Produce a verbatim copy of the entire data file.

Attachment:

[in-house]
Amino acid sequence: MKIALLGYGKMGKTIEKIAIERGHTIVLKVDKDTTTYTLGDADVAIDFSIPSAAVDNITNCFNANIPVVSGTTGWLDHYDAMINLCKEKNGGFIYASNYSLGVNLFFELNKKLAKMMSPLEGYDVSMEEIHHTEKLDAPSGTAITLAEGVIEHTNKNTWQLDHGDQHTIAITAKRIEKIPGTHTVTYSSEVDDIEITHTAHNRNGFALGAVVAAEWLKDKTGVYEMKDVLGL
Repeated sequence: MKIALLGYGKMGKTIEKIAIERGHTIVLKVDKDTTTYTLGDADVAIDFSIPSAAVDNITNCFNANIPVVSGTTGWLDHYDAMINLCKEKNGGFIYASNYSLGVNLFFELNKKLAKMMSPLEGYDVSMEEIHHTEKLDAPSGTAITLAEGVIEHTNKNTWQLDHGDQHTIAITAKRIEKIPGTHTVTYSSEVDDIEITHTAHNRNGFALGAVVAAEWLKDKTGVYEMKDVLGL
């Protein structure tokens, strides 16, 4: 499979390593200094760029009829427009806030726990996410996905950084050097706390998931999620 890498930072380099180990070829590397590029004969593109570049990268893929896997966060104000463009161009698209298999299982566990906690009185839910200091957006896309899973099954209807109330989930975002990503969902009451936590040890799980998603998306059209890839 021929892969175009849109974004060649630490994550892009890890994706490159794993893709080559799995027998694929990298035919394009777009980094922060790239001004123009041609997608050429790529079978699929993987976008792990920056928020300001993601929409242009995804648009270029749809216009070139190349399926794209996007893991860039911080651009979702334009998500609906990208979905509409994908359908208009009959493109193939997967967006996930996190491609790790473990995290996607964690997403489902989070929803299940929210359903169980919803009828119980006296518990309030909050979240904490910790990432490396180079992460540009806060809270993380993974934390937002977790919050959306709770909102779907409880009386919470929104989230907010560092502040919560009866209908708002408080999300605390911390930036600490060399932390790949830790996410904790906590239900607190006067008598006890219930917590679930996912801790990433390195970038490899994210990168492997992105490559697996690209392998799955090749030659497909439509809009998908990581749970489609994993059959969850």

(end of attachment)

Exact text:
[in-house]
Amino acid sequence: MKIALLGYGKMGKTIEKIAIERGHTIVLKVDKDTTTYTLGDADVAIDFSIPSAAVDNITNCFNANIPVVSGTTGWLDHYDAMINLCKEKNGGFIYASNYSLGVNLFFELNKKLAKMMSPLEGYDVSMEEIHHTEKLDAPSGTAITLAEGVIEHTNKNTWQLDHGDQHTIAITAKRIEKIPGTHTVTYSSEVDDIEITHTAHNRNGFALGAVVAAEWLKDKTGVYEMKDVLGL
Repeated sequence: MKIALLGYGKMGKTIEKIAIERGHTIVLKVDKDTTTYTLGDADVAIDFSIPSAAVDNITNCFNANIPVVSGTTGWLDHYDAMINLCKEKNGGFIYASNYSLGVNLFFELNKKLAKMMSPLEGYDVSMEEIHHTEKLDAPSGTAITLAEGVIEHTNKNTWQLDHGDQHTIAITAKRIEKIPGTHTVTYSSEVDDIEITHTAHNRNGFALGAVVAAEWLKDKTGVYEMKDVLGL
């Protein structure tokens, strides 16, 4: 499979390593200094760029009829427009806030726990996410996905950084050097706390998931999620 890498930072380099180990070829590397590029004969593109570049990268893929896997966060104000463009161009698209298999299982566990906690009185839910200091957006896309899973099954209807109330989930975002990503969902009451936590040890799980998603998306059209890839 021929892969175009849109974004060649630490994550892009890890994706490159794993893709080559799995027998694929990298035919394009777009980094922060790239001004123009041609997608050429790529079978699929993987976008792990920056928020300001993601929409242009995804648009270029749809216009070139190349399926794209996007893991860039911080651009979702334009998500609906990208979905509409994908359908208009009959493109193939997967967006996930996190491609790790473990995290996607964690997403489902989070929803299940929210359903169980919803009828119980006296518990309030909050979240904490910790990432490396180079992460540009806060809270993380993974934390937002977790919050959306709770909102779907409880009386919470929104989230907010560092502040919560009866209908708002408080999300605390911390930036600490060399932390790949830790996410904790906590239900607190006067008598006890219930917590679930996912801790990433390195970038490899994210990168492997992105490559697996690209392998799955090749030659497909439509809009998908990581749970489609994993059959969850």